We thank Drs. Youngblood and Sondergaard for their letters regarding our recently published article.1
We agree with Dr. Youngblood1 that standard monitoring already provides substantial information about our patients’ hemodynamic status. Today, pulse pressure variation (PPV) and its corresponding noninvasive parameters are easily available and used in clinical practice.2 In recent years, PPV analysis algorithms have been integrated into different standard monitoring systems,3 and PPV can be reliably assessed on a noninvasive basis by plethysmography.4 Thus, standard monitoring evolves, and today PPV can be considered a standard hemodynamic parameter for a larger population of patients who require perioperative invasive blood pressure monitoring with an arterial line. When no arterial line is required, pulse oximetry devices, which provide the respective functional hemodynamic parameters, can be applied to assess and predict fluid responsiveness. Clearly, continuous end-tidal carbon dioxide monitoring may further support clinical decision making—but still this requires validation in large perioperative clinical studies. In addition, one has to keep in mind that the changes in end-tidal carbon dioxide, induced by a passive leg raising, cannot always be assessed during surgery.
We read with interest Dr. Sondergaard’s acerbic letter regarding our article; we thank him for the querulous interest he has shown in our work. Neither our results nor our discussion demonstrate that the PPV should replace cardiac output (CO) measurements. Dr. Sondergaard’s reference of our work when making this claim suggests that he is less familiar with our results.
We do demonstrate that when estimating CO trends, volume expansion-induced changes in PPV is superior to standard measures of arterial pressure.1,5 PPV is interesting because it identifies patients who will benefit from fluid loading and volume expansion-induced changes in PPV allows for ongoing assessment of fluid-loading efficacy. This provides the clinician with important information which then allows for CO optimization.
Does an increased CO, as a result of fluid loading, result in improved postoperative outcomes? Dr. Sondergaard will be disappointed when we affirm that we do not have the answer to this question. He may be even more disappointed when we affirm that the answer to this question can probably not be framed in his favored “YES/NO” format.
CO is only one of the components of oxygen delivery, and maximizing CO, through fluid administration, does not equate to optimization of oxygen delivery. Fluid loading always causes hemodilution, and hemoglobin concentration plays a key role in oxygen delivery. It is therefore possible that increasing CO, by administering a large fluid load, may actually decrease oxygen delivery. Oxygen delivery is the true parameter to optimize, but it remains difficult to measure and several parameters should be simultaneously optimized to achieve ideal oxygen delivery. PPV and volume expansion-induced changes in PPV are only two of the tools, which may be used to achieve this goal. Using them in isolation may be appropriate in some clinical settings, but it will always remain suboptimal.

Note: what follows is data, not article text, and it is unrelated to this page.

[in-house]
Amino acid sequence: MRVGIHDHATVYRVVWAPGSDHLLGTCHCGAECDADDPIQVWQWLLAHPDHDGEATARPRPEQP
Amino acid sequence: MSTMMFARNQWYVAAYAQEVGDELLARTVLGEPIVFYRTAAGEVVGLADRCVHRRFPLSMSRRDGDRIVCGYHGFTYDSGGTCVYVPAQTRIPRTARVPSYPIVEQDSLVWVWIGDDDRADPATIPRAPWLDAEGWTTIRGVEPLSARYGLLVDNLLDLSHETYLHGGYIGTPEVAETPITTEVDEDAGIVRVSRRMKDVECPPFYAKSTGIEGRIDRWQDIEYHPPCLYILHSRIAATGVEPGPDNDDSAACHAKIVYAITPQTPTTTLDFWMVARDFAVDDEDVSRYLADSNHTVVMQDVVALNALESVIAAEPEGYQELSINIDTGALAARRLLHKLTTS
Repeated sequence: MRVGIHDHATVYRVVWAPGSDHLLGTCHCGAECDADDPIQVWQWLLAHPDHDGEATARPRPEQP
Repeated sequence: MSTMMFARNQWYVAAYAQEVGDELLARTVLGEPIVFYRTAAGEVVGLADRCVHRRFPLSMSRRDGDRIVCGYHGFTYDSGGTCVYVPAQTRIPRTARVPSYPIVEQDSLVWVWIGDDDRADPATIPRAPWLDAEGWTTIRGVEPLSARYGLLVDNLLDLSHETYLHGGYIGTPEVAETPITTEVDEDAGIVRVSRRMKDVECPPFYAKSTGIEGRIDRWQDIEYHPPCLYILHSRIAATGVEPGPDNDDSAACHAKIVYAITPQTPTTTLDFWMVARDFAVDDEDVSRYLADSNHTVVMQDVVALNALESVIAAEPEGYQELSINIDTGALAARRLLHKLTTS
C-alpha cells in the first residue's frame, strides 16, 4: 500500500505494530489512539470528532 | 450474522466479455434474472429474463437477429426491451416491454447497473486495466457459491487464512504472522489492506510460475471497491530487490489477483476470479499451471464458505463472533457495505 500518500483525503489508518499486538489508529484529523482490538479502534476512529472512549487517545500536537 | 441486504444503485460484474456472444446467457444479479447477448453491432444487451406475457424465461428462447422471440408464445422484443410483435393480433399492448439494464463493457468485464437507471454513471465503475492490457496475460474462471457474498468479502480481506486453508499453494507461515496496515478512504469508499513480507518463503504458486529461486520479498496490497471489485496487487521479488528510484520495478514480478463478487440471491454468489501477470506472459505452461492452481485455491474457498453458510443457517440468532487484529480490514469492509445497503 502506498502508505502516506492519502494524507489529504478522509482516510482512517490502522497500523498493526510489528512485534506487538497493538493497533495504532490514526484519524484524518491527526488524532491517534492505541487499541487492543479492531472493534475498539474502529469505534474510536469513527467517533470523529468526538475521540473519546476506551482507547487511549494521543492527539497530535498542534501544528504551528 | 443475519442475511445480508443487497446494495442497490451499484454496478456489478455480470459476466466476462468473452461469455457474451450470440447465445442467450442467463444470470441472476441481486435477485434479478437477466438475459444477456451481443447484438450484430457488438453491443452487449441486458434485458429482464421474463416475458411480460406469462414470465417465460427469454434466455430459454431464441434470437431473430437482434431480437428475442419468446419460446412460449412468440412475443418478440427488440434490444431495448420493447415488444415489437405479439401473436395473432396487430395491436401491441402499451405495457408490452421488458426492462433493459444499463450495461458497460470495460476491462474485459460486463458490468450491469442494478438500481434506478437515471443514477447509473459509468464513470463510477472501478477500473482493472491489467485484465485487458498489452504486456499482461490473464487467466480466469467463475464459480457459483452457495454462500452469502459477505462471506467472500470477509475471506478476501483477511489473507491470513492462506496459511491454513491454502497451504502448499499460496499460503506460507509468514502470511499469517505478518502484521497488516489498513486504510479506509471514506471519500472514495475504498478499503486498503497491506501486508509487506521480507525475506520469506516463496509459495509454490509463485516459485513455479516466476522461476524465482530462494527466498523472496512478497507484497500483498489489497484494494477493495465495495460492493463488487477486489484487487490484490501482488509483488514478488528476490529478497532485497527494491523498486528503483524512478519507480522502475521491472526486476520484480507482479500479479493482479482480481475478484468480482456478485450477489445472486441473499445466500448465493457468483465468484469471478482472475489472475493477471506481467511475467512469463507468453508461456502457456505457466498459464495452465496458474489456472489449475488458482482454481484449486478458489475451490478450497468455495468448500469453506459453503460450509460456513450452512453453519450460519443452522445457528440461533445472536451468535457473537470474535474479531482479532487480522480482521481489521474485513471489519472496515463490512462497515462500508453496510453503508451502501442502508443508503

Our aim in conducting this study was to explore the predictive performance of PPV under ideal conditions. As a result, we did not record the number of patients who were not selected because of atrial fibrillation.
May we offer a more balanced and less jejune set of conclusions than those purportedly “obvious” conclusions drawn by Dr. Sondergaard?
NO; CO measurements alone is not sufficient for optimization of oxygen delivery. Fluid loading impacts hemoglobin concentration, and neither volume expansion-induced changes in PPV nor direct CO measurements reliably reflect this.
NO; because there is no strong and definitive evidence to suggest that “validated” and calibrated dilution methods with continuous, updated arterial curve–based calculation of CO impact on postoperative outcomes, we do not have to use them (“…no monitoring tool, no matter how accurate, by itself has improved patient outcome.”)6
NO; we do not find ourselves compelled to adopt cardiovascular models from giants such as Guyton or Dr. Sondergaard. Eminence is rarely, if ever, a substitute for evidence.
YES, key opinion holders in the European intensive care community should be very cautious about promoting any device or system that has not clearly demonstrated its ability to improve postoperative outcomes.
Having matured beyond Dr. Sondergaard’s preoccupation with dreams of the conceptualization and intellectualization of endeavors past explored, we have actually evaluated PVV to understand its abilities and limitations. Although PPV informs clinicians on how fluid loading impacts on CO, there is a common misconception that fluid loading is required when PPV is high—this requires correcting.
PPV requires engagement, interpretation, and judgment. For this reason, we have developed the grey zone concept, which we offer to Dr. Sondergaard in the hope that he would evaluate it empirically in a clinical study.